Even if I fail to effectively de-clutter my home, I’m good at reading about de-cluttering. Two books have been helpful in teaching me what this agonizing task has got to do with mental and spiritual health.
In “Make Room for God: Clearing Out the Clutter,” author Susan K. Rowland claims that “clearing out the clutter, as mundane as it may seem, is really a sacred task.” (Uh oh.) She offers six simple (but grueling) steps:
1. Extract the essentials, the things you must not lose (for me, everything). She’s talking about things like keys, bills to be paid, calendar items (a bracelet my best friend Angela made for me in the fifth grade?).
2. Once you extract your essentials, remove everything from the area you are clearing and sort it into piles, boxes or bags. Basic categories include “Keep,” “Give Away,” “Throw Away,” “Recycle,” and “?” (for things you feel ambivalent about…like Angela’s bracelet).
3. Once you have sorted through everything, put back ONLY the things you have decided to keep.
4. When the room or closet or drawer looks right and feels comfortable–when drawers, closets and cabinets are about half-full: STOP. Rethink everything you used to keep there. Do you need it all?
5. Remove the clutter permanently (OUCH!). Deliver your donations to a thrift store or charity, visit your local recycling center and put the garbage out (without going through it one last time).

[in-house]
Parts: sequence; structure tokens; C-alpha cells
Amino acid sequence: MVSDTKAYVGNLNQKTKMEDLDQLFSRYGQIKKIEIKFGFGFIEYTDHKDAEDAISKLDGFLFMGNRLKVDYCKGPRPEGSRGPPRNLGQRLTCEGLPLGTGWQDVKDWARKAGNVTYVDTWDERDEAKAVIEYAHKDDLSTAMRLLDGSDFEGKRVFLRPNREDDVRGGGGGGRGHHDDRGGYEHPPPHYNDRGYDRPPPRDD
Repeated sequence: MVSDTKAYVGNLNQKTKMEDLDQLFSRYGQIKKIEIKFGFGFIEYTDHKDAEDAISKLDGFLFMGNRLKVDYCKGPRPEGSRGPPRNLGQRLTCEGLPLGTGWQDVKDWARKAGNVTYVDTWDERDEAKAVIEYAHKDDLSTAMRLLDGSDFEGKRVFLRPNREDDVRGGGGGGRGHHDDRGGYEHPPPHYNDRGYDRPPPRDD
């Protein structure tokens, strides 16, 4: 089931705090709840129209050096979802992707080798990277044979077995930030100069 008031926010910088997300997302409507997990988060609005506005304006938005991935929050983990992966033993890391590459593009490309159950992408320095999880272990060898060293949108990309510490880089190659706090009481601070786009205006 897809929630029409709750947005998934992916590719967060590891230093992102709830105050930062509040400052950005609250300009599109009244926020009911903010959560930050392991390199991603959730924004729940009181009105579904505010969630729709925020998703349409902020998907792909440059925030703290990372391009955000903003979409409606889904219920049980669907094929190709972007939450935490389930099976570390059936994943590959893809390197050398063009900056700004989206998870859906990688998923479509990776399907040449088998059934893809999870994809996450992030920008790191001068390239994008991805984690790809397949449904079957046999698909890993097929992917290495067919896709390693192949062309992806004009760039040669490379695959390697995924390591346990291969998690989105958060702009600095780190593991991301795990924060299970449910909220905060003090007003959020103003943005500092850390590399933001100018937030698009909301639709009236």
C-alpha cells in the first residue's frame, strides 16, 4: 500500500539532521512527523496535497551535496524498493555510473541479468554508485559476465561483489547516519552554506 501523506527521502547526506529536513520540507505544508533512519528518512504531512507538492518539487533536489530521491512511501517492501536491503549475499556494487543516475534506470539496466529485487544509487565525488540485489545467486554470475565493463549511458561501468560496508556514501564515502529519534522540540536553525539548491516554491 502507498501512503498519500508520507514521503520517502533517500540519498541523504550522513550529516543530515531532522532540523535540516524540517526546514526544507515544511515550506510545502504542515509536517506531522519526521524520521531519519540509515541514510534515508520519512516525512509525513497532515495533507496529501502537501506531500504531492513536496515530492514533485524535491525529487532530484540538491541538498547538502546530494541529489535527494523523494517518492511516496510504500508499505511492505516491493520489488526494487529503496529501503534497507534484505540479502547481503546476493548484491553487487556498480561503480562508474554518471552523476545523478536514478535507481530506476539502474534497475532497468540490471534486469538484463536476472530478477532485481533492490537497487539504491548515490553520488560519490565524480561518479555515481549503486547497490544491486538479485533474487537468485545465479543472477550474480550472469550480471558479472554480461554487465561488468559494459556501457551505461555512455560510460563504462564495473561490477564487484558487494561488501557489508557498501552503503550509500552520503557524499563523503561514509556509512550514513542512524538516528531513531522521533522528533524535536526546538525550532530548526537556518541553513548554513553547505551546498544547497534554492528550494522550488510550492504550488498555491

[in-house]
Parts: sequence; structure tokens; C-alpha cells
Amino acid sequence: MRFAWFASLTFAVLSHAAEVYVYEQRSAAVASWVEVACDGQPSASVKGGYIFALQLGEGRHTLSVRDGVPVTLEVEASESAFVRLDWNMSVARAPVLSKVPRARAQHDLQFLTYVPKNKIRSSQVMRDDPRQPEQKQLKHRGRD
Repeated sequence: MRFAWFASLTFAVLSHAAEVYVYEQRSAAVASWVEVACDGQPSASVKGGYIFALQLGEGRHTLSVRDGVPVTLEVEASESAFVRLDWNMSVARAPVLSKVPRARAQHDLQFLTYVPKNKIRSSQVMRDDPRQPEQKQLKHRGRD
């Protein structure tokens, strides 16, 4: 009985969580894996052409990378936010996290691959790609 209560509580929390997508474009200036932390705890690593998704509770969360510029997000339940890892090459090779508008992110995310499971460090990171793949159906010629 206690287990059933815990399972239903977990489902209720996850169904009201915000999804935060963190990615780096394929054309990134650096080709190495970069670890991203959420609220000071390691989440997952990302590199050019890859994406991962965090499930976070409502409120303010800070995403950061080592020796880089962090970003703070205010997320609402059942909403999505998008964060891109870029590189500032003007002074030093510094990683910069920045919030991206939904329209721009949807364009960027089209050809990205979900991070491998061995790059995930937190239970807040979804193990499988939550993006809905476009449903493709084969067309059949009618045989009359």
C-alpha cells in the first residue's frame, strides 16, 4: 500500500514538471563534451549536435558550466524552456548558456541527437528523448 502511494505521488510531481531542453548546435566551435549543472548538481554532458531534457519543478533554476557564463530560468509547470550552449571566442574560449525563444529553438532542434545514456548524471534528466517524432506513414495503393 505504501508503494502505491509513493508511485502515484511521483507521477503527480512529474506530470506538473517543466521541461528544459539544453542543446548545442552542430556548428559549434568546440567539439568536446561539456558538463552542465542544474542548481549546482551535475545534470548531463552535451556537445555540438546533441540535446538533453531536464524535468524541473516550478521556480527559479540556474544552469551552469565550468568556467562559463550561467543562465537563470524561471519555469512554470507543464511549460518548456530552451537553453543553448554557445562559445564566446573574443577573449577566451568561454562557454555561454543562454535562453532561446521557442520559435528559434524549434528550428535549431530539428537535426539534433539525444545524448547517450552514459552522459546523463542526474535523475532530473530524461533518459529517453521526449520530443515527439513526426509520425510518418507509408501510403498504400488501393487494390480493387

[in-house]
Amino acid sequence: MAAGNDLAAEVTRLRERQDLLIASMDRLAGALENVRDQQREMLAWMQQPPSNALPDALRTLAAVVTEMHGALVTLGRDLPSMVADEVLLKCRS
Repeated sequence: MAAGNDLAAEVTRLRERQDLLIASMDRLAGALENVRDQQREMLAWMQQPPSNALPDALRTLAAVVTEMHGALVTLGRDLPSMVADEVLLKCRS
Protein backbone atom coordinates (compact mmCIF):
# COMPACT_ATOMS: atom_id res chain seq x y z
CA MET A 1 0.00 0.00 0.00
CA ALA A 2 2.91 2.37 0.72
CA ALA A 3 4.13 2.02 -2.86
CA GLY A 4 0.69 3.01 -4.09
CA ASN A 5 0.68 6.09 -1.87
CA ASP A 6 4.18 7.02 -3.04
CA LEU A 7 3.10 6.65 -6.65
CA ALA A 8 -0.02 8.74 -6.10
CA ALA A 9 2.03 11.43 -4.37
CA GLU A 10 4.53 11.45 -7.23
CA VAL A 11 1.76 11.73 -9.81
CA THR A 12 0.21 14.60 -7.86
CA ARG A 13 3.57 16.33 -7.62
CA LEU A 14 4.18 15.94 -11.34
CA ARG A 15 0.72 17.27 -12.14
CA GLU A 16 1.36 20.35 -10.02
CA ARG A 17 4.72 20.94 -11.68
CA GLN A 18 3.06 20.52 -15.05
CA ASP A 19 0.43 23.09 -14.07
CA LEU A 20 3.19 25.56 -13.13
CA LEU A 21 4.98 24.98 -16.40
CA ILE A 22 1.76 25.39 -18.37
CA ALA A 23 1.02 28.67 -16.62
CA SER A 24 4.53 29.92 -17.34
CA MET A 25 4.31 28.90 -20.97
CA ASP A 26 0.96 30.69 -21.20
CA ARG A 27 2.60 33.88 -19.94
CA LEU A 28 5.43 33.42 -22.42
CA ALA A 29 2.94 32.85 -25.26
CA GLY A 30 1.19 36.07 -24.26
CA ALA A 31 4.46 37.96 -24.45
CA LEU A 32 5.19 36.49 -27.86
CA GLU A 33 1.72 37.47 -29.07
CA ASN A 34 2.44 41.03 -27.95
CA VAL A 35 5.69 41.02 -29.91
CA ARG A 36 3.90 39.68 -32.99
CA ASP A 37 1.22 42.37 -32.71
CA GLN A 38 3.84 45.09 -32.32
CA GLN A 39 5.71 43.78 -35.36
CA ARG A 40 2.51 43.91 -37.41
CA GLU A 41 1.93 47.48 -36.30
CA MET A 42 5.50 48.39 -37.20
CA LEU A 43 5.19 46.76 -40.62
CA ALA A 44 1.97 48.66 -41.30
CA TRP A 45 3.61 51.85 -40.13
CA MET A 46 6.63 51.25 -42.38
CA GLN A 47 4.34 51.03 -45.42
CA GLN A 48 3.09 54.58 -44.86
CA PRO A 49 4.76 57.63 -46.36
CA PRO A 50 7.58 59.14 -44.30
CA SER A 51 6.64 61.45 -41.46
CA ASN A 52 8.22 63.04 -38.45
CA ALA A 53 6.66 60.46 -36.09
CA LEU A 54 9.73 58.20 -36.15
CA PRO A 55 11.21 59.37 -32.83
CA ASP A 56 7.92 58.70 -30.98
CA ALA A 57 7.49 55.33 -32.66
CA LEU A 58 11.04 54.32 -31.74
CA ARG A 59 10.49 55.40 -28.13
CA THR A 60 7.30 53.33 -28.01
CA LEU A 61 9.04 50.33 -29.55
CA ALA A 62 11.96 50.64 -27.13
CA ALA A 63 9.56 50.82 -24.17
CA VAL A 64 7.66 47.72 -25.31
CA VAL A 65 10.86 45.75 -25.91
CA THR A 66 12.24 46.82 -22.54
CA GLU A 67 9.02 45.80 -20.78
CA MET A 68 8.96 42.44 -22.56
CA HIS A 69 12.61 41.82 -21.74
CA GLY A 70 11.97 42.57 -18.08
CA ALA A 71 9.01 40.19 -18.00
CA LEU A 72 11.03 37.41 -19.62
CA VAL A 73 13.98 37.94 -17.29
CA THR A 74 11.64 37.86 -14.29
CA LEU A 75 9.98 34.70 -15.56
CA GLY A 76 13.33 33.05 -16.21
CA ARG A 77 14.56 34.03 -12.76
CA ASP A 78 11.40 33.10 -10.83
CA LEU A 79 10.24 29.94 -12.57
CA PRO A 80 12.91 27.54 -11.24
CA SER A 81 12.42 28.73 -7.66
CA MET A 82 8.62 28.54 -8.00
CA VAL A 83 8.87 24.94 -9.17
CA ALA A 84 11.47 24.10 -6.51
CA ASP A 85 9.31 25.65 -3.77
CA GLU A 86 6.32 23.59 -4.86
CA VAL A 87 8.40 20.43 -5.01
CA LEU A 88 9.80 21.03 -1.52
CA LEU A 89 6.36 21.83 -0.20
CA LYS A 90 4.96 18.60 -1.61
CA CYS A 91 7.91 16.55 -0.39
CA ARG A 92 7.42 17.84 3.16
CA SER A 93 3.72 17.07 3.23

6. Get help from a friend (or a clutter-police of a husband). Take turns working on each other’s houses (or shelves). Remind each other how much each of you will love your houses (or each other?) when it’s all over.
My other resource is Karen Kingston’s “Clear Your Clutter with Feng Shui: Free Yourself from Physical, Mental, Emotional, and Spiritual Clutter Forever.” She is among a few pioneers to use Feng Shui in Western cultures to “balance and harmonize the flow of natural energies in our surroundings to create beneficial effects in our lives.” Working directly with the energy of each space (which means she’s never coming to dinner at my house), she sees Feng Shui as a complete way of life.
On clutter, she writes:
“Clutter accumulates when energy stagnates and, likewise, energy stagnates when clutter accumulates. So the clutter begins as a symptom of what is happening with you in your life (yikes) and then becomes part of the problem itself because the more of it you have, the more stagnant energy it attracts to itself.”